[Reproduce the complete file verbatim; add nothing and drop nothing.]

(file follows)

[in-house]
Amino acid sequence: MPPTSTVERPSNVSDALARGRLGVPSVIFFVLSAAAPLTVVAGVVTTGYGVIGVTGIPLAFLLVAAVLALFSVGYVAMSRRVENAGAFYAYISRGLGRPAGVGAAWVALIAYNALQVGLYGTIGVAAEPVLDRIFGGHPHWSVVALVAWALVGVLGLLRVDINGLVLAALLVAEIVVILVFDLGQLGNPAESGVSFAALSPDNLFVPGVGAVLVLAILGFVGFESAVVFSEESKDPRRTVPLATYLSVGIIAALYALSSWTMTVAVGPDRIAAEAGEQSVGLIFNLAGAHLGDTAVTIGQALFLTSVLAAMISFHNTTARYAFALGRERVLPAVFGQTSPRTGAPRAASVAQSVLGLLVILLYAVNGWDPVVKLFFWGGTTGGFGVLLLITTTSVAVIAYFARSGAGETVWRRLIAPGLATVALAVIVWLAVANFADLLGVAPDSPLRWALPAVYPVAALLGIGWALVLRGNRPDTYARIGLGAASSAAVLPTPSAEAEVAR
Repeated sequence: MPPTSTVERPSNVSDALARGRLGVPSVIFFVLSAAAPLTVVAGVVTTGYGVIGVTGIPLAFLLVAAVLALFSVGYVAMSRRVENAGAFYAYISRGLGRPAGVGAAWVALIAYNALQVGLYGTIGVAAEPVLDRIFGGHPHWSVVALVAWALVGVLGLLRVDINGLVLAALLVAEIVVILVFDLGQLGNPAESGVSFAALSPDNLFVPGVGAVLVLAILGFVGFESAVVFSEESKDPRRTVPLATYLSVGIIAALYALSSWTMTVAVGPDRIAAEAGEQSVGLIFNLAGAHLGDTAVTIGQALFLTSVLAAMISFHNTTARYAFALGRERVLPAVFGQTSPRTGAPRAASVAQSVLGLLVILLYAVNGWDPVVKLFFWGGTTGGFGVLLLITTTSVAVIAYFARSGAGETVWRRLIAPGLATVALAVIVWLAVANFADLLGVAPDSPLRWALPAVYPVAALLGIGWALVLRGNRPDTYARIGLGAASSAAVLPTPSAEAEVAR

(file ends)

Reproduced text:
[in-house]
Amino acid sequence: MPPTSTVERPSNVSDALARGRLGVPSVIFFVLSAAAPLTVVAGVVTTGYGVIGVTGIPLAFLLVAAVLALFSVGYVAMSRRVENAGAFYAYISRGLGRPAGVGAAWVALIAYNALQVGLYGTIGVAAEPVLDRIFGGHPHWSVVALVAWALVGVLGLLRVDINGLVLAALLVAEIVVILVFDLGQLGNPAESGVSFAALSPDNLFVPGVGAVLVLAILGFVGFESAVVFSEESKDPRRTVPLATYLSVGIIAALYALSSWTMTVAVGPDRIAAEAGEQSVGLIFNLAGAHLGDTAVTIGQALFLTSVLAAMISFHNTTARYAFALGRERVLPAVFGQTSPRTGAPRAASVAQSVLGLLVILLYAVNGWDPVVKLFFWGGTTGGFGVLLLITTTSVAVIAYFARSGAGETVWRRLIAPGLATVALAVIVWLAVANFADLLGVAPDSPLRWALPAVYPVAALLGIGWALVLRGNRPDTYARIGLGAASSAAVLPTPSAEAEVAR
Repeated sequence: MPPTSTVERPSNVSDALARGRLGVPSVIFFVLSAAAPLTVVAGVVTTGYGVIGVTGIPLAFLLVAAVLALFSVGYVAMSRRVENAGAFYAYISRGLGRPAGVGAAWVALIAYNALQVGLYGTIGVAAEPVLDRIFGGHPHWSVVALVAWALVGVLGLLRVDINGLVLAALLVAEIVVILVFDLGQLGNPAESGVSFAALSPDNLFVPGVGAVLVLAILGFVGFESAVVFSEESKDPRRTVPLATYLSVGIIAALYALSSWTMTVAVGPDRIAAEAGEQSVGLIFNLAGAHLGDTAVTIGQALFLTSVLAAMISFHNTTARYAFALGRERVLPAVFGQTSPRTGAPRAASVAQSVLGLLVILLYAVNGWDPVVKLFFWGGTTGGFGVLLLITTTSVAVIAYFARSGAGETVWRRLIAPGLATVALAVIVWLAVANFADLLGVAPDSPLRWALPAVYPVAALLGIGWALVLRGNRPDTYARIGLGAASSAAVLPTPSAEAEVAR